Kilcullen understands the mix of political and military factors that drives the wars in Iraq and Afghanistan. And although he made his name as the strategist of Petraeus's troop surge, Kilcullen is actually quite cautious about using military power to combat Islamic militants. He argues in the book that Bush's 2003 invasion of Iraq was "an extremely serious strategic error" and that the United States "should avoid such interventions wherever possible, simply because the costs are so high and the benefits so doubtful." But once we're in, there's no easy exit.

The problem in these small wars is that U.S. military power creates a backlash that fuels even more violence. This conundrum is expressed in Kilcullen's title, "The Accidental Guerrilla." Most of the people we ended up fighting in Iraq and Afghanistan didn't start with any major grievance against the United States. They were drawn into the fight almost by accident, as they reacted to American efforts to destroy al-Qaeda and other Muslim foes...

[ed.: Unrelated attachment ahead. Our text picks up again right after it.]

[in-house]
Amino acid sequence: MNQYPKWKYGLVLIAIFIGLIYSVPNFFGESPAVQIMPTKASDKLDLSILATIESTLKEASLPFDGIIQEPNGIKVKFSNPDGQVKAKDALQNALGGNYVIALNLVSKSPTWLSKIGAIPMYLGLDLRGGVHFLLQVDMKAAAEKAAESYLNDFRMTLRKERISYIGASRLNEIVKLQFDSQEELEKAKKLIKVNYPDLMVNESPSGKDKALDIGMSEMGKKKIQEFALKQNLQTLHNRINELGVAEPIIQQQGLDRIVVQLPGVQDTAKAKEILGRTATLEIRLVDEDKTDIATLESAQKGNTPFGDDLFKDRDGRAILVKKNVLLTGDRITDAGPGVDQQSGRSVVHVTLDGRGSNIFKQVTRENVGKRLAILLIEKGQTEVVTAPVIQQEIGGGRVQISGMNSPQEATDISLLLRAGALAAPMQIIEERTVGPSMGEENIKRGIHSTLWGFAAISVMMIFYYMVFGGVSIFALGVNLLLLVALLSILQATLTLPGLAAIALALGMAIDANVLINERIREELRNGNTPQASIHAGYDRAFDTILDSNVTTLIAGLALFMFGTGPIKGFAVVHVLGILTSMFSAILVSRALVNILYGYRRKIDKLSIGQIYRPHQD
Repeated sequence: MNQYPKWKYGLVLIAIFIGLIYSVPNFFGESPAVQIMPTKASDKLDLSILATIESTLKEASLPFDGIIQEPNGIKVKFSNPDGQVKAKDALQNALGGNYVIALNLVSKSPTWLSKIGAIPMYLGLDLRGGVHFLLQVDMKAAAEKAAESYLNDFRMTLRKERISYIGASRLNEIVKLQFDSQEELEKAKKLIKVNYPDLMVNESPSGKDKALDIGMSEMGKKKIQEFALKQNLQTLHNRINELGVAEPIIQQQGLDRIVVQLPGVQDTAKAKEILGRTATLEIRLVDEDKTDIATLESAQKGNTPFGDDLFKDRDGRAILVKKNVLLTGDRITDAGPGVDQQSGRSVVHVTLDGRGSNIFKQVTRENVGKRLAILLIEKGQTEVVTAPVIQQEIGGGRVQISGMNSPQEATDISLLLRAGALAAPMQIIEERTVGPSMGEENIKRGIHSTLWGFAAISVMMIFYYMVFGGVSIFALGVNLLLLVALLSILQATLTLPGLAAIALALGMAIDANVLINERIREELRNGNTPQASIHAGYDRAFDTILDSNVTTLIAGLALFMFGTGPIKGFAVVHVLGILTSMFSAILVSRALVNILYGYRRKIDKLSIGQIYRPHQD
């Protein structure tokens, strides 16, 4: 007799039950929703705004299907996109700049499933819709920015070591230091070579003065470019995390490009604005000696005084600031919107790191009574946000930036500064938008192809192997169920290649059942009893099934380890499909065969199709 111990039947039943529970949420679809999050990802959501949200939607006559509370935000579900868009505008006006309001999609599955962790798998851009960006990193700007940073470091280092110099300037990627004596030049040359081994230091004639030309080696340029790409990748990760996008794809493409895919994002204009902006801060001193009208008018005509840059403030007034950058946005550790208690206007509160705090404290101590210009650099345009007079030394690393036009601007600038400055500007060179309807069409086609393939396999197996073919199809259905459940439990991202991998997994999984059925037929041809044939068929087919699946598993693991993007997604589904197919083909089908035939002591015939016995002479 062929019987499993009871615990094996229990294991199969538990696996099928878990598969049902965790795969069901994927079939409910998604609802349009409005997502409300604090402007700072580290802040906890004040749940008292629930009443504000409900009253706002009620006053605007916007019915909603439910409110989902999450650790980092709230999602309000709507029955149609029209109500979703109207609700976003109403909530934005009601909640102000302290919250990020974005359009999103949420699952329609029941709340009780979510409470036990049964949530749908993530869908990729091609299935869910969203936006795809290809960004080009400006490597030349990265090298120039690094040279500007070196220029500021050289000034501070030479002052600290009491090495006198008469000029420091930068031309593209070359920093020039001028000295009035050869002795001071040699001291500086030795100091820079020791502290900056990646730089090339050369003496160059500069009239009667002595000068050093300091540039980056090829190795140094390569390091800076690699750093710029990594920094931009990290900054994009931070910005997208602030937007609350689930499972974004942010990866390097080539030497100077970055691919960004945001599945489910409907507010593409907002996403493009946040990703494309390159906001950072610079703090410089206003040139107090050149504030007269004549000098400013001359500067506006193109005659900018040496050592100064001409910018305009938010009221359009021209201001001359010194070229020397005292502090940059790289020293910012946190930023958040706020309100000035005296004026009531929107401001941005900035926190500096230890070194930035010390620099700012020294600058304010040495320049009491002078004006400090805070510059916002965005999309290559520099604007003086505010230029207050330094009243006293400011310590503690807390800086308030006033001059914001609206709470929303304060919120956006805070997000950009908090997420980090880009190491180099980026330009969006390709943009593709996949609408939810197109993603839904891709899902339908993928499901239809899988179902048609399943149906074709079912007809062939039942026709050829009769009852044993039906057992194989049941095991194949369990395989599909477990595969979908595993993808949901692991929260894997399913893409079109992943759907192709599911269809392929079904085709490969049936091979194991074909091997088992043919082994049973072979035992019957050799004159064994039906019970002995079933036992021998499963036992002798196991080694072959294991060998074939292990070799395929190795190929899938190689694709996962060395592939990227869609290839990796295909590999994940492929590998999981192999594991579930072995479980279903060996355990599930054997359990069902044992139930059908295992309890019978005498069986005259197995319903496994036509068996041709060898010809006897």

Kilcullen argues that the Obama administration can gradually stabilize Afghanistan using the same combination of political and military power that Petraeus used in Iraq. The right strategy is to remove the "accidental" combatants from the battlefield -- by negotiating with them, buying them off, sharing power with them or just ignoring them. At the same time, the United States must ruthlessly pursue its deadly adversaries in al-Qaeda and separate them from the Afghan population. Above all, Obama must avoid creating a backlash in neighboring Pakistan by heavy-handed U.S. military intervention there [emphasis added].

Obama inherits a messy war in Afghanistan. Kilcullen's advice, as I read him, consists of three "don'ts." Don't do it again; don't make it worse by overescalation; don't think you can pull out now without damaging U.S. interests. For Obama, that means a measured commitment, somewhere between a major escalation and a minimal force.
Perhaps not all that different from the senators' view.